Closed-door meetings about the Southwest light rail project route continue, as Gov. Mark Dayton met with mayors, county commissioners and legislators Monday about freight rail and environmental studies currently underway and upcoming public hearings.
Since October, Dayton has been holding meetings about the controversial options of routing light rail through the scenic Kenilworth Corridor in Minneapolis alongside freight rail, or rerouting the freight through St. Louis Park.
Dayton postponed a long-awaited Metropolitan Council vote on the route, and called the closed-door meetings to buy time to explore options other than routing the light rail in a shallow tunnel alongside freight — an option recommended by a Met Council advisory board earlier this year — and to get the cities and other officials on board with the project’s route.
The option of leaving freight rail in Kenilworth has not been ruled out and is still a potential option, said Matt Swenson, Dayton’s spokesman. “No decisions have been made,” Swenson said. “If for whatever reason it stays as the same route, or it goes to a different route, whatever is decided in the end, we’re confident that there’s been a thorough, constructive conversation on the issue and every option will have been exhausted and explored.”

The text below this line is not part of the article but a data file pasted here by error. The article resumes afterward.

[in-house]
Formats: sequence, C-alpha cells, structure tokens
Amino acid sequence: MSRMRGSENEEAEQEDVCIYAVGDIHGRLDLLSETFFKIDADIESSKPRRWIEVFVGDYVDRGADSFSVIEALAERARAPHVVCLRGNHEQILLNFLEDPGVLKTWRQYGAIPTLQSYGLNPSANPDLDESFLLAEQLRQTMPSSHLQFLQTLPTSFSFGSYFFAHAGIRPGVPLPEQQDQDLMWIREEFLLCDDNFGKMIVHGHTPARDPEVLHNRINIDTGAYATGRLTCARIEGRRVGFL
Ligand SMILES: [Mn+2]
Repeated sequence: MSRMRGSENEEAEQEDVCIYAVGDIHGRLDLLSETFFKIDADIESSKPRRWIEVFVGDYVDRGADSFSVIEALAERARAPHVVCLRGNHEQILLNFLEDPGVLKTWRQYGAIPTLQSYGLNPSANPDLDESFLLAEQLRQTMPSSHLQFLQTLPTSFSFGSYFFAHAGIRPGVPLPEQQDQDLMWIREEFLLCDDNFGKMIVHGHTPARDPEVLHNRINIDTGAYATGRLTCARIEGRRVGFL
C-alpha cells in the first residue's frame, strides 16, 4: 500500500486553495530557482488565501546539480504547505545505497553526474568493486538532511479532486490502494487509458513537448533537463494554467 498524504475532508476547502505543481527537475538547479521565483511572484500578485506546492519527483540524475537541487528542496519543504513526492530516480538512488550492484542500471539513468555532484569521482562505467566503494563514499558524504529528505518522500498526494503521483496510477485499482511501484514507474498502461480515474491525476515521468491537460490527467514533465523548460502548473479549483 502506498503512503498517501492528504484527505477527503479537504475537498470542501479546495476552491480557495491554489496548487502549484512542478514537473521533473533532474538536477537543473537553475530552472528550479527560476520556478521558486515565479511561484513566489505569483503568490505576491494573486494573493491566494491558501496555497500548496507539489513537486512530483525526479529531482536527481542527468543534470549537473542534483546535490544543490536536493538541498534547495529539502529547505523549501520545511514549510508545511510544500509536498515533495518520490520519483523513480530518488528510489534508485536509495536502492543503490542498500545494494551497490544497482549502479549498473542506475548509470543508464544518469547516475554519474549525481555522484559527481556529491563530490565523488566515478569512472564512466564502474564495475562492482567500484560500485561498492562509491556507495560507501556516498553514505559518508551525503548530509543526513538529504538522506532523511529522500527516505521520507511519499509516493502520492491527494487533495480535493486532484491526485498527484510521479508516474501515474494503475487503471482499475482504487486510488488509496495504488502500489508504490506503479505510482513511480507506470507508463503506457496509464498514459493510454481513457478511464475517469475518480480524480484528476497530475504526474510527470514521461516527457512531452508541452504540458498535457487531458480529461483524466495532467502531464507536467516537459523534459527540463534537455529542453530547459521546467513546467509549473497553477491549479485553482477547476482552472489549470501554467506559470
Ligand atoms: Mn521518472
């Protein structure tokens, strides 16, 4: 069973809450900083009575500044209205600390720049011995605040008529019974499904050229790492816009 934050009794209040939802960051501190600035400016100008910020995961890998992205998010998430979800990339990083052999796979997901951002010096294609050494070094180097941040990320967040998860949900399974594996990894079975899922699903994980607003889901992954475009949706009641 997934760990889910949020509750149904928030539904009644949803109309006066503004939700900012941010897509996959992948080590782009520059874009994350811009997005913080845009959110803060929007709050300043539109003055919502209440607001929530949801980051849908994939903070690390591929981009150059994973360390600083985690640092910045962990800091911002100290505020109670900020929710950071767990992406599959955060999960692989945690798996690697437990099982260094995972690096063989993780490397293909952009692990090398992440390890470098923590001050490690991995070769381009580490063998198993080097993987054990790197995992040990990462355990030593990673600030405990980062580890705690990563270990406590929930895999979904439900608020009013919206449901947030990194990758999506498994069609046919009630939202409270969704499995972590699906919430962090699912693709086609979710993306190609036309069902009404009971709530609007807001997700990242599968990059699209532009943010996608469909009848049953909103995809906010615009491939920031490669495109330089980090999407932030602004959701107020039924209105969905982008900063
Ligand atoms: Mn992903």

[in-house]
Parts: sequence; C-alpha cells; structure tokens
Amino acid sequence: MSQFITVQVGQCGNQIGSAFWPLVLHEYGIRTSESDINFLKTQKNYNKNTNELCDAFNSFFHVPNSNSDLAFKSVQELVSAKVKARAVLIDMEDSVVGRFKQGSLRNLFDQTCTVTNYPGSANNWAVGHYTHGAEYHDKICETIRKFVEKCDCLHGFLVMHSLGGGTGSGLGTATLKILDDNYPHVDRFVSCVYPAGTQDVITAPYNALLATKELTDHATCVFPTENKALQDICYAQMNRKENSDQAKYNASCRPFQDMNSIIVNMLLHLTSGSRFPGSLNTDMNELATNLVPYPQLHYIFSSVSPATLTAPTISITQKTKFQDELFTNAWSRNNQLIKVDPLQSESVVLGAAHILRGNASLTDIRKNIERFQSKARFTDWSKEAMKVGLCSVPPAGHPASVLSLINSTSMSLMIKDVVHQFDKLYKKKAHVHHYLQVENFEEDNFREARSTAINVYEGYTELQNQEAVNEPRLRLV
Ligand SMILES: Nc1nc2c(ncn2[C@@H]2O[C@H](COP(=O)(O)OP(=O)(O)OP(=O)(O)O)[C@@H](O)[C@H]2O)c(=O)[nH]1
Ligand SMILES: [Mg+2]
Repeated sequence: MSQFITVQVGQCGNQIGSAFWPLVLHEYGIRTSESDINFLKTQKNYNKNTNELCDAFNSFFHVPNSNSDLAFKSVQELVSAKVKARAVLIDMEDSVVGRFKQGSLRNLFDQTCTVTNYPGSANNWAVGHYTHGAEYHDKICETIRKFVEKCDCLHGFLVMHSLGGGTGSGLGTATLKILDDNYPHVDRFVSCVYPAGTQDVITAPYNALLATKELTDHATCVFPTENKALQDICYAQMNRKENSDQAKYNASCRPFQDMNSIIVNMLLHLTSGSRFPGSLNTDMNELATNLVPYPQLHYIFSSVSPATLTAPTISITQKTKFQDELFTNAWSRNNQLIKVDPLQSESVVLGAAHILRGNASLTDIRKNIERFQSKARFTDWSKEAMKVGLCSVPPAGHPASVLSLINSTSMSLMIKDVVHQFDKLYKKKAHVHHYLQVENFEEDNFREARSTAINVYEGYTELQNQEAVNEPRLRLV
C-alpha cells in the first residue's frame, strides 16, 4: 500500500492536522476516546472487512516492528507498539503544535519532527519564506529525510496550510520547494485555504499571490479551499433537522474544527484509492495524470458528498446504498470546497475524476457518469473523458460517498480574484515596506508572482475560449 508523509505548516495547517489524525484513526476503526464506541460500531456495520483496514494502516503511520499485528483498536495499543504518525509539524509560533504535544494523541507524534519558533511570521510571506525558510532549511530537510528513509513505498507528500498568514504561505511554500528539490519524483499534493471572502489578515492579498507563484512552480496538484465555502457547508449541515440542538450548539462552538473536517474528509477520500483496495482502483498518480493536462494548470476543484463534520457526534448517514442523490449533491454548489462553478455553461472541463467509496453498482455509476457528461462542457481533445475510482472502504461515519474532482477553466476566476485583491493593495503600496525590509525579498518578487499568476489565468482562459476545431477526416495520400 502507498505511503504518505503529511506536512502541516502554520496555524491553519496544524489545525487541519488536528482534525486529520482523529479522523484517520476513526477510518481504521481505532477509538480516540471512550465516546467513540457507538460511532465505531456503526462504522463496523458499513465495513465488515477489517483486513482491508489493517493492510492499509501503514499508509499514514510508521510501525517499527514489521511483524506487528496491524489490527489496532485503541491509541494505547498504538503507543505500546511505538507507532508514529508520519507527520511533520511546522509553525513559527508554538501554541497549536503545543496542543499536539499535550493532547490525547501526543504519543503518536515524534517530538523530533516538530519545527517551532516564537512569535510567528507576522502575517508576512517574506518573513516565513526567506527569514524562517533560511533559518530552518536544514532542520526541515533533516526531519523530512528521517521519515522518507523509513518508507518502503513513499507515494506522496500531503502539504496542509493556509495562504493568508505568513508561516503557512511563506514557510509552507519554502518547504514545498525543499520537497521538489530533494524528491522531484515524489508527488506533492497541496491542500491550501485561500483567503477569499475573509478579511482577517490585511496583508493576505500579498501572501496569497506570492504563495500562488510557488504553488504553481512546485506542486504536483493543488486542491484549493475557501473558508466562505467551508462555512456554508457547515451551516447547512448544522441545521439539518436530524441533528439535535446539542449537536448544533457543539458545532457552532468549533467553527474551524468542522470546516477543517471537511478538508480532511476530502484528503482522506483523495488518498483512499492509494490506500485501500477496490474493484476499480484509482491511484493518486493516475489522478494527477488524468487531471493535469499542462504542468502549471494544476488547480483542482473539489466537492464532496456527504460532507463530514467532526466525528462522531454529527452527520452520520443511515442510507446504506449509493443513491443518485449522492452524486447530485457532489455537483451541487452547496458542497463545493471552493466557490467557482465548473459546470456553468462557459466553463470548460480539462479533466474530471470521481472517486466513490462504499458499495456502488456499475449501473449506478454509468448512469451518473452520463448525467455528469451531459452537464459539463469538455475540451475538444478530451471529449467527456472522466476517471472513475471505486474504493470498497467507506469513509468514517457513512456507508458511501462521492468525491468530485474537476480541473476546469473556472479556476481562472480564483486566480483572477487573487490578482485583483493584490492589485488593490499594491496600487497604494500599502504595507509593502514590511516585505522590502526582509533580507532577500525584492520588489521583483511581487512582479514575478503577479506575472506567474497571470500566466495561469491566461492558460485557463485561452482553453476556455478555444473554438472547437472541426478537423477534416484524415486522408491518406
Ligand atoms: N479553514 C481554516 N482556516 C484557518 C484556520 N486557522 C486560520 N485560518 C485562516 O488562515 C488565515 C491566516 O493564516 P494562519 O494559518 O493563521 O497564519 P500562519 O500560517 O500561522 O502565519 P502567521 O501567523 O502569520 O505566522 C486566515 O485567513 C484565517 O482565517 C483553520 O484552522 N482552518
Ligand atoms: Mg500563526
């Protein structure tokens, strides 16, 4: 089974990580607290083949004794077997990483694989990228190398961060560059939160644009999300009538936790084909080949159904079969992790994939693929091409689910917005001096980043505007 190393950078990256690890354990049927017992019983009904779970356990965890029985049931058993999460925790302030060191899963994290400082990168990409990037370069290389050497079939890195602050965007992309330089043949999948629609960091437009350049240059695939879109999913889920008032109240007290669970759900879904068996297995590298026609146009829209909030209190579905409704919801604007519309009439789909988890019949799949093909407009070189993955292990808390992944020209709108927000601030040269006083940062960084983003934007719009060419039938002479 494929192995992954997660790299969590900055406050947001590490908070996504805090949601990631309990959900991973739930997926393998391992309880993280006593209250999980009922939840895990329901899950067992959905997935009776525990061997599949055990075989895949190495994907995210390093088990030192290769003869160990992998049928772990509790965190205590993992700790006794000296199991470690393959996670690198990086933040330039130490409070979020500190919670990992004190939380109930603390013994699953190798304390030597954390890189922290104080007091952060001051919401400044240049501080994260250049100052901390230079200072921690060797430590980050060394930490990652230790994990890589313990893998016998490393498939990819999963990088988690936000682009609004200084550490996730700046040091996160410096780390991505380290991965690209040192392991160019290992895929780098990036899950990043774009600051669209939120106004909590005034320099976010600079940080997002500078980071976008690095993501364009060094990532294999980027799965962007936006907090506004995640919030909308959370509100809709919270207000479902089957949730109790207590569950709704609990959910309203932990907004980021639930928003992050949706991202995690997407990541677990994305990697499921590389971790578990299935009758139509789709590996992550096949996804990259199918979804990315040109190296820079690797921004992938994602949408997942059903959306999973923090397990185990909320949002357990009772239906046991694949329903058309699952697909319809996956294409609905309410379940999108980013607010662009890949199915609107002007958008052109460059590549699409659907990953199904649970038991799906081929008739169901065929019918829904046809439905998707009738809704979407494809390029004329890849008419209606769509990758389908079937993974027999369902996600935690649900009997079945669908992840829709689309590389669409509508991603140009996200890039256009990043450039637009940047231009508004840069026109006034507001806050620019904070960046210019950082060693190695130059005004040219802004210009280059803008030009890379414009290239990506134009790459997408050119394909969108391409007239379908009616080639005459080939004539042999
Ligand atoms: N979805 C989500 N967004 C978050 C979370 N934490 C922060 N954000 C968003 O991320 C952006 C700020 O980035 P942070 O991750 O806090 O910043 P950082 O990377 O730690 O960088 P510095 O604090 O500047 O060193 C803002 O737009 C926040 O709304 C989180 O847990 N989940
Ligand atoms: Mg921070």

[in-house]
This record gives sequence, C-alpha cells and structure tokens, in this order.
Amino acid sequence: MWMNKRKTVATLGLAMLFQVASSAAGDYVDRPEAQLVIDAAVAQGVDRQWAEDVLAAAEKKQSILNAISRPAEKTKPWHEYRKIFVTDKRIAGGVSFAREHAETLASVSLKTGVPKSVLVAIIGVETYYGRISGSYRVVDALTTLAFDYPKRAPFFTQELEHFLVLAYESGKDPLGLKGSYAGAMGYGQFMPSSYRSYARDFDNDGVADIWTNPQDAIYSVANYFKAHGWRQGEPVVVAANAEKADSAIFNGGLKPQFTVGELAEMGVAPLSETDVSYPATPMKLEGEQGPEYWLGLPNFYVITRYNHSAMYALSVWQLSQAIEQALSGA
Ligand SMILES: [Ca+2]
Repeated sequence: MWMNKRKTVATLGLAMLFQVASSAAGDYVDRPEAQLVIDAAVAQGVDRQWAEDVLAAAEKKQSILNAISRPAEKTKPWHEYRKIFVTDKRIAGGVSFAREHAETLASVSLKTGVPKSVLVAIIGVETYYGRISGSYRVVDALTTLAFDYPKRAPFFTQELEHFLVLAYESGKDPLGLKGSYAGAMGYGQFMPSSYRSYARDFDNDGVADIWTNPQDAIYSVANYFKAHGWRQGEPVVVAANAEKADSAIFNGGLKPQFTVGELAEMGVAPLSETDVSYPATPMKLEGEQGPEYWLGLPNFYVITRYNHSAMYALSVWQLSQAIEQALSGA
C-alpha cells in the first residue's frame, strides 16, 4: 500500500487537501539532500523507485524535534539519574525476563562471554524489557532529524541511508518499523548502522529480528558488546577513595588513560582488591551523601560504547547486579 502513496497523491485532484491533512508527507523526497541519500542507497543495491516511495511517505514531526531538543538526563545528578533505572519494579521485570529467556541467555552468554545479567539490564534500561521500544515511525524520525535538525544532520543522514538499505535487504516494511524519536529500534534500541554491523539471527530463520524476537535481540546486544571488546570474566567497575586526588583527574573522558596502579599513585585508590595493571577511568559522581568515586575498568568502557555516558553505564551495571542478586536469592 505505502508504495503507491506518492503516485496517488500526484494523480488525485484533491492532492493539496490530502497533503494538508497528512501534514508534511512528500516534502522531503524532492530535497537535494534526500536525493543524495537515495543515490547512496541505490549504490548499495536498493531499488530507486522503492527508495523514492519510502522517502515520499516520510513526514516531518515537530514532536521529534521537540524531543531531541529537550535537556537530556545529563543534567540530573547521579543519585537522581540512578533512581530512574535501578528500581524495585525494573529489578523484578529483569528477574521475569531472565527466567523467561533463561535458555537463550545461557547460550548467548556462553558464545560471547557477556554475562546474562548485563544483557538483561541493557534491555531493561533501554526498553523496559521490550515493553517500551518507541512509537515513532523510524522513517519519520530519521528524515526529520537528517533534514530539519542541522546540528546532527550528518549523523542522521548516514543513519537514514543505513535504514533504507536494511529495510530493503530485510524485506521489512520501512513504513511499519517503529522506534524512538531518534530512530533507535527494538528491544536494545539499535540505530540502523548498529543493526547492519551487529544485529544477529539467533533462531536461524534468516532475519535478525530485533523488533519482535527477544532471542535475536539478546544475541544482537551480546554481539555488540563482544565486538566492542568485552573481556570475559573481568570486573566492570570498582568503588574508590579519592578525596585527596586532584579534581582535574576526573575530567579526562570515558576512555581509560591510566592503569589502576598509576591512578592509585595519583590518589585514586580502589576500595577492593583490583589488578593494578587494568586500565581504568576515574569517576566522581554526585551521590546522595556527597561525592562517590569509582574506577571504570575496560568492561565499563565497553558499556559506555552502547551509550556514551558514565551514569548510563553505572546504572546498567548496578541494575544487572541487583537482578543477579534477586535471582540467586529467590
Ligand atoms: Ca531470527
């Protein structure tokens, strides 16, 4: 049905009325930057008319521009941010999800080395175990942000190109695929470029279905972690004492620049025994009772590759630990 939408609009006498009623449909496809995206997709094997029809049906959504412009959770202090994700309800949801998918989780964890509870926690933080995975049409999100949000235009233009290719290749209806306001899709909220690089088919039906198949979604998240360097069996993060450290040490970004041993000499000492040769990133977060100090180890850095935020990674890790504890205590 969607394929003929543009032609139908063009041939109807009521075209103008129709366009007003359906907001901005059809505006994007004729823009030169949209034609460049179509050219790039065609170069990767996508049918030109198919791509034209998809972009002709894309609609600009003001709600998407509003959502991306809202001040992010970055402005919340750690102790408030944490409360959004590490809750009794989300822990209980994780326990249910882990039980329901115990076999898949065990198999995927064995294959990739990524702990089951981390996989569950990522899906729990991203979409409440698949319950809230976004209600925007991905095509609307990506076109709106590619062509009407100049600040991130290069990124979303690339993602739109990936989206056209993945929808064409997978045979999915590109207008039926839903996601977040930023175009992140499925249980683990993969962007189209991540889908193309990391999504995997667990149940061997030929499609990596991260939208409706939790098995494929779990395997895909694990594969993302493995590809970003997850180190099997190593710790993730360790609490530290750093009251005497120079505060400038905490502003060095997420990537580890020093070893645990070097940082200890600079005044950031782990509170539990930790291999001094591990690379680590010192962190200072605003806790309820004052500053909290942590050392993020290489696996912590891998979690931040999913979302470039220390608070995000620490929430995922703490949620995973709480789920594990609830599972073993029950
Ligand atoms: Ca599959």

Meanwhile, in the midst of heat from the public about the route options on the table and that the Met Council, the agency overseeing the project, was not hearing public input, the council hired a consulting firm two weeks ago to run upcoming public meetings about the draft of studies underway. The January meetings will gather public input on studies exploring freight re-route options and the environmental impact of running light rail through Kenilworth.
The firm, Grassroots Solutions, will collect $22,000 from the council to “provide facilitation, helping us structure those conversations so they’re the most positive and productive for people who attend,” said Met Council spokesperson Meredith Salsbery. They’ll help walk through the drafts of the studies with the public, and gather feedback, she said.
“This is a really critical point in the project with these additional studies, and it’s important that we do it really well the first time,” Salsbery said. She added that having the firm run the meeting allows council staff and elected officials “to really sit and listen, as opposed to also having to facilitate the meeting.”